1. Hi Ice, I know that some type of flour absorbs more liquids than others. The finer the flour the lesser liquid you need. May I know what brand of all-purpose flour did you use? Did you use proper measuring cups used for baking?


  2. Thank you for the wonderful recipe 🙂 i made it x2 recipe and it turns out soo well..lahat ng kaflat ko tuwang tuwa dpat daw early morning ang baking session.. much love from dubai..

  3. Hi! I was just wondering why the dough is sooo dry, like the liquids are not enough at all. I follwed your ingredients correctly. So, what could be wrong? Pls help🙏🏻

    1. Hi Joy, I made this pandesal recipe several times and contrary to being dry, the dough is actually a little sticky as it should be. Make sure you are using proper measuring tools and measure correctly. If it still is too dry, then increase your water to 1 cup instead of 3/4 cup.


  4. Hi Bebs,

    I love cooking and baking and I really love your recipes! I have tried some of your recipes and it was successful and my family loves them!

    But one thing I noticed like this recipe of pandesal. Your written instructions are not the same with regards to the video. I hope you can correct it please. Because i tried this recipe today and followed the instructions without watching the video. I combined the yeast and flour together first as instructed. But in your video, you put the yeast first before the flour. And my recipe failed this time. It did not rise. The liquids are warm and not hot. So i didn’t know what went wrong until I watched your video.

    Thank you so much and more power!

    Best Regards
    Marilou

    1. Hi Marilou,
      Proofing yeast (adding lukewarm water to it) is actually just to make sure that it is still good. You can skip this step if you are sure that your yeast is still active, this applies both for active dry yeast and instant yeast. So it should not make a difference if you add it directly to the flour or proof it first. What I suggest is to test your yeast, if you have still any, to see if it is still good. Just dissolve 1 tsp of sugar in a 1/2 cup warm water (110°F-115°F) and sprinkle 1 packet or 1 tbsp of your yeast and stir. It should dissolve completely and foam vigorously within 5 – 10 minutes. If it does not bubble a lot or at all, then the yeast is dead.
      Note also that I used instant yeast for this recipe which rises much faster. Active dry yeast will take a longer time to rise.

  5. Did you use metric or imperial measurements when you made your bread? I’m cross-checking the conversions and the metric measurements don’t exactly match. All I have is a digital scale.

  6. Hi Beb! I haven`t tried making bread before but would like to give pandesal a try. Is it possible to make the dough ahead of time? Like day before? Can I freeze the dough for later use? If so, at what stage?

    1. Sure you can make it a day ahead Shella. Once you formed them into pandesal size and before the final rising, cover them with a plastic cling wrap (sheet included) and put the whole thing in the fridge (no need to freeze). It will rise slowly and will be ready for baking the next day.

  7. Silly question, but hiw do you proof the instant yeast? Mix with sugar and warm the milk?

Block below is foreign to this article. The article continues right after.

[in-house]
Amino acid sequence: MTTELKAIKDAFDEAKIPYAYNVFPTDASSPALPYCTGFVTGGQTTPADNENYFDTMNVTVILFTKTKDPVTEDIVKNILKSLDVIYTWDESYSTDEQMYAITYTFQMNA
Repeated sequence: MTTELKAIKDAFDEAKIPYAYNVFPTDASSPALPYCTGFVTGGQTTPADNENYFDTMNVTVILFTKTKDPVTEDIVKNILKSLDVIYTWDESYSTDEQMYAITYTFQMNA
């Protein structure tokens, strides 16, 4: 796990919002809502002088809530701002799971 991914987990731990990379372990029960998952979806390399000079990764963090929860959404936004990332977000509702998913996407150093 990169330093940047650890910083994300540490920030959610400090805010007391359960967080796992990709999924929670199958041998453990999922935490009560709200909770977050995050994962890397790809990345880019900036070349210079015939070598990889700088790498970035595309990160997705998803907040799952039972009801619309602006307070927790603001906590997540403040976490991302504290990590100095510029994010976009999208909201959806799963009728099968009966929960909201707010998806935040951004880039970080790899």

Thank you so much for the recipe. I have yet to find the best pandesal recipe ever, hoping this will be it!

    1. Hi Aims, not silly at all and that is correct. you just mix the yeast with a teaspoon of sugar and half a cup to a cup of lukewarm water or milk (taken from the existing ingredients). After about 5 minutes, it should be frothy and that is how you know your yeast is still ok. Do not use hot water as it will kill the yeast.

  8. Hi Bebs,
    i tried already your spanish bread and i say wooow ang sarap. And now want to try your pandesal. Thank you for sharing your recipe. God bless

    1. Nice to hear you like the Spanish bread May! I am sure you will like the pandesal too and the other Filipino breads I made here.

        1. Hi Jenny, if it was too hot then it will definitely kill the yeast. The liquids (after the addition of egg) should only be mildly warm to lukewarm.

      1. okay thank you!! i’ve tried your siopao recipe and my family loved it! i only asked because im using the same instant dried yeast i used when i made siopao, and i remember from your video that i had to wait 5mins before combining the yeast mixture with the flour mixture.

        1. I can see how this might confuse you. Instant dry yeast usually does not need proofing but sometimes I still do it just to make sure that my yeast is still good, just to be sure that I will not waste all the other ingredients (and work) because of bad yeast. But if you are absolutely sure that your instant dry yeast is good then just skip the proo fing.

        2. I can see how this might confuse you. Instant dry yeast usually does not need proofing but sometimes I still do it just to make sure that my yeast is still good, just to be sure that I will not waste all the other ingredients (and work) because of bad yeast. But if you are absolutely sure that your instant dry yeast is good then just skip the proofing.

  9. Hi Bebs, here is April a Filipina, also living in Germany. May question lang ako, ano ang gamit mo na Flour sa Pandesal or Spanish Bread, ito ba ay Weizen Mehl Typ 405? Thank You.

    LG

    1. Hi April, you can use either Typ 405 or 550 Weizen Mehl. 405 is almost the same as the cake flour and 550 is like all-purpose flour but they are both ok to use for Pandesal.